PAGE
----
from Wiktionary, Creative Commons Attribution/Share-Alike License
- n. Plural form of root.
- n. Ancestors
- n. Beginnings
from WordNet 3.0 Copyright 2006 by Princeton University. All rights reserved.
- n. the condition of belonging to a particular place or group by virtue of social or ethnic or cultural lineage
Sorry, no etymologies found.
So a look back at our roots is a worthwhile viewing.
Weel, Miss Daisy, it must be dune; the roots is accustomed to have the soil tight round them, and they don't like it unless they have it so.
Others, like cougar - an often unflattering term for a middle-aged woman on the hunt for a younger man - might not have made it into the dictionary because of their slang roots, but became too widely used to overlook.
Which the French/Spanish can appreciate since -- wait for it, wait for it -- of the Latin roots for all the dinos 'names.
Situated on an expansive property overlooking the vineyards in Central Victoria in Australia, the Avenel House by Paul Morgan Architects definitely gets its roots from the rural setting and the granite hillside.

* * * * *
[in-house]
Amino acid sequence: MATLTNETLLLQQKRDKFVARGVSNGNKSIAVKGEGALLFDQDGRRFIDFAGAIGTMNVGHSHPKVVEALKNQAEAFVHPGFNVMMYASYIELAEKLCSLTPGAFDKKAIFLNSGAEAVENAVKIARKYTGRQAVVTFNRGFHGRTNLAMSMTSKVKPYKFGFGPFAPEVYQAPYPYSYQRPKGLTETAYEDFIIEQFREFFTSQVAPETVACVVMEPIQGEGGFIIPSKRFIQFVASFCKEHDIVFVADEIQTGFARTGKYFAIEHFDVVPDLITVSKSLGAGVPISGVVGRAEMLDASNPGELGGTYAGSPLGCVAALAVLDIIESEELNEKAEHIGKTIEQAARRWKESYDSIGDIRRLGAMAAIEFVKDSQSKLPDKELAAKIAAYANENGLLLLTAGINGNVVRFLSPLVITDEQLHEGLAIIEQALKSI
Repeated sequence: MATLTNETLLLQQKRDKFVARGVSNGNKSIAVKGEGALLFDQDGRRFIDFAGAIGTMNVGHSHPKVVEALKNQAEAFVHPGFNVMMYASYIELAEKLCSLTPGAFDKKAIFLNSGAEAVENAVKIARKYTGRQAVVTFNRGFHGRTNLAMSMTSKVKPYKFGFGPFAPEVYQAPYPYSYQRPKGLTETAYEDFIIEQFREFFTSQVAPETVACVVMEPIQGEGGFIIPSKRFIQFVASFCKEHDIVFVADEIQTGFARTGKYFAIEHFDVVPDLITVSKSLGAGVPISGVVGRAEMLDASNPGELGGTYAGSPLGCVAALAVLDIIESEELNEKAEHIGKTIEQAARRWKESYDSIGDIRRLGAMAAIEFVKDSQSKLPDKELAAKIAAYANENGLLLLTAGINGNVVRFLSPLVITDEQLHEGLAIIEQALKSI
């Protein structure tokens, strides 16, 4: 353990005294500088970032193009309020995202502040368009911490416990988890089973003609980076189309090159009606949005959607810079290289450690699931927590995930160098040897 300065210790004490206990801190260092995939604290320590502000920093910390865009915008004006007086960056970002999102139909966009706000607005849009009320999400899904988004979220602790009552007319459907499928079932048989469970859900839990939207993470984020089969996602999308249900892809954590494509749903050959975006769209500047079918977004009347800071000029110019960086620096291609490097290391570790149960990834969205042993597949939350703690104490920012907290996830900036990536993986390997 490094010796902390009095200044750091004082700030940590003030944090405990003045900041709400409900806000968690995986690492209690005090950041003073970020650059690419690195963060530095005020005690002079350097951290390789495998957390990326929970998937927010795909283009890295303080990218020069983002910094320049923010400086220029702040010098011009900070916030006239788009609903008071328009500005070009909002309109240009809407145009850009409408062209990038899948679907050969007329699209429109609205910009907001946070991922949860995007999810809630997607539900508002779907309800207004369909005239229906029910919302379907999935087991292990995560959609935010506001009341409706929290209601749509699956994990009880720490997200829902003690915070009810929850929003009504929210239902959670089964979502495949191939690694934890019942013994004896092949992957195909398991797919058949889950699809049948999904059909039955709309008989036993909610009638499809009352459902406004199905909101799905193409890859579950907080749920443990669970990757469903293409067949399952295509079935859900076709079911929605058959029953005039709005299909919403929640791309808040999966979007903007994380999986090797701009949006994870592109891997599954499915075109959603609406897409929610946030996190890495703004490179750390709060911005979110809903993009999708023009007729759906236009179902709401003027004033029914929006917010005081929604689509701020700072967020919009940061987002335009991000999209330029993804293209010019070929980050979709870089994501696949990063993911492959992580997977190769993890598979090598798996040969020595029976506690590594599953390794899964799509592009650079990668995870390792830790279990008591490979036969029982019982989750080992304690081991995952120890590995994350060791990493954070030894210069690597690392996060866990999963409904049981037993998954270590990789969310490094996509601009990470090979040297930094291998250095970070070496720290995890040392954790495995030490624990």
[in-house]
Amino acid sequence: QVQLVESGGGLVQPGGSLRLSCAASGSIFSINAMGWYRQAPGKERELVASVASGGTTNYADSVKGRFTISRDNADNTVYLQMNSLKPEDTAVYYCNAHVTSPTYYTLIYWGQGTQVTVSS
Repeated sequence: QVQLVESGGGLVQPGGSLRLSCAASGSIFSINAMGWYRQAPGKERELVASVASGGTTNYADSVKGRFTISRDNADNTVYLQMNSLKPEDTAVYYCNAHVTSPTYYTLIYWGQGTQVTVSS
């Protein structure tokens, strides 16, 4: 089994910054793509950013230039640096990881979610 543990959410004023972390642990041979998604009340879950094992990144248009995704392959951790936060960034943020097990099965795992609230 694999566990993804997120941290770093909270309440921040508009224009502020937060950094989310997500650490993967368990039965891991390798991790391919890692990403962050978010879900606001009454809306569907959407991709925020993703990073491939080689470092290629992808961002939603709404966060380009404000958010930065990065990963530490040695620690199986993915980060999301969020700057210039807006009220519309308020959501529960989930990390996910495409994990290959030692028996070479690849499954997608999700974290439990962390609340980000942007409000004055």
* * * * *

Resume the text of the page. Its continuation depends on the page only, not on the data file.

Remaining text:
Feeling pride in ones culture and roots is obviously acceptable, but, unfortunately, leaders of all ilks easily exploit these feelings in order to obtain blind support for highly questionable objectives.
They believe that that we invited them to see some kind of a boring, dull science fair where they'd have to read little charts and posters with, you know, words either from Latin roots in medicine or ...
On any given page you may find Mr. Miller taking you through Dostoyevsky's "Underground Man," Slavic word roots, television's "The Wire" and of course his beloved Icelandic sagas.
The infallibility of the Pope ex cathedra infects all memebers, like roots from a tree.
The distinction between Romance and Germanic roots is like the distinction between law and equity — mostly vestigial and considered antiquated by most, much to the dismay of traditionalists.